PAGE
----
A roadside pull-off near 7 Mile Haines Highway will be fenced off and cleaned up this spring in preparation for its transformation into a parking lot.  

Larry Beck, an environmental protection specialist with the Bureau of Land Management, cited safety and pollution concerns for shutting down the “redneck rifle range,” an area historically beset by unauthorized dumping and shooting.

The site’s proximity to the Mount Ripinsky trailhead and Haines Highway also creates a safety hazard, Beck said.

“It’s not a range. It has never been recognized as anything. It’s just been a convenient place for people to go do uncontrolled recreational shooting,” Beck said.

In addition to cleaning up the old refrigerators, wood pallets, liquor bottles, and mattresses, BLM is contracting with Chilkat Environmental, LLC to perform testing of the soil, which may be contaminated with lead, copper or other residue associated with bullets. BLM owns the 15-acre parcel.

Elimination of any contaminated materials is required before BLM can transfer the land to the state, which intends to turn the area into a seven-car parking lot for the Mount Ripinksy trailhead. Jim Scholl, an environmental coordinator with the Department of Transportation, said the proposed parking lot and turnout are part of the Haines Highway improvement project.

Construction of the parking lot is still several years out, Scholl said.

Elijah Donat, principal environmental scientist for Chilkat Environmental, is working with BLM and the state Department of Environmental Conservation to develop and approve a work plan that will determine how and when Chilkat Environmental will conduct their site characterization, which determines the nature and extent of the area’s contamination.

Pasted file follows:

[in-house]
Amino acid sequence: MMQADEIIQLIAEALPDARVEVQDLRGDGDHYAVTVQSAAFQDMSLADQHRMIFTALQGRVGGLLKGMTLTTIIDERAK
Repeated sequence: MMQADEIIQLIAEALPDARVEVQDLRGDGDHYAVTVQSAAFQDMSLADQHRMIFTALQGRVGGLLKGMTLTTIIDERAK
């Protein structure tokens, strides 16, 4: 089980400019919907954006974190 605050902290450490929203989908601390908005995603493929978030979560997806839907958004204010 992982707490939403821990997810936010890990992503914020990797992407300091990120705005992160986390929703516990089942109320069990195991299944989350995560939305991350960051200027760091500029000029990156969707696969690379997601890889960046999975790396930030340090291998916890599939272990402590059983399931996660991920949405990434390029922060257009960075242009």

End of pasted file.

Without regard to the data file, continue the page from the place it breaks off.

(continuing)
Beck said depending on how much soil is contaminated, it could cost up to $1 million to excavate the soil and ship it to the Lower 48 for disposal.  

Donat said he will most likely argue against building a fence, as it might drive wildlife into the nearby roadway. Beck, however, said he wants to prevent people from entering the area and making it worse when the government is paying money to clean it up. “It would be sad to have someone go in there and add more pollution to it and throw everything off,” he said.

The fence would likely surround one-half to three-quarters of an acre, Beck said.

The Haines Sportsman’s Association cleaned up the makeshift range at 7 Mile for several years, but vice president Charlie DeWitt said turning the area into a parking lot will only displace the unauthorized trash and shooting issues instead of solving them.

“(Users) are going to go somewhere else and do the same thing. Right now it seems like it’s fairly confined to that area. It’s just going to make it worse somewhere else, because people are still going to shoot. They’re not going to give that up,” DeWitt said.

DeWitt suspects users might move to the gravel pit at 25 Mile, which he said is “a lot less safe” because it lacks a backstop and is near a high-use recreation area.

Instead of shutting down the range, enforcing existing laws could curtail the dumping and littering problems, DeWitt said

Beck said he does not expect opposition to BLM’s plan to clean up and repurpose the site for wider public use.  

“I don’t know who would want to push back against doing this. It’s currently making the public land unfit for use by the public except for that one purpose,” Beck said.

After approval of the work plan and completion of the site characterization, a summary report will be forwarded to DEC. In order to be designated “clean-up complete,” soil samples will have to be tested and shown to be below DEC’s action levels, Beck said. At that point, the land can be transferred to the state.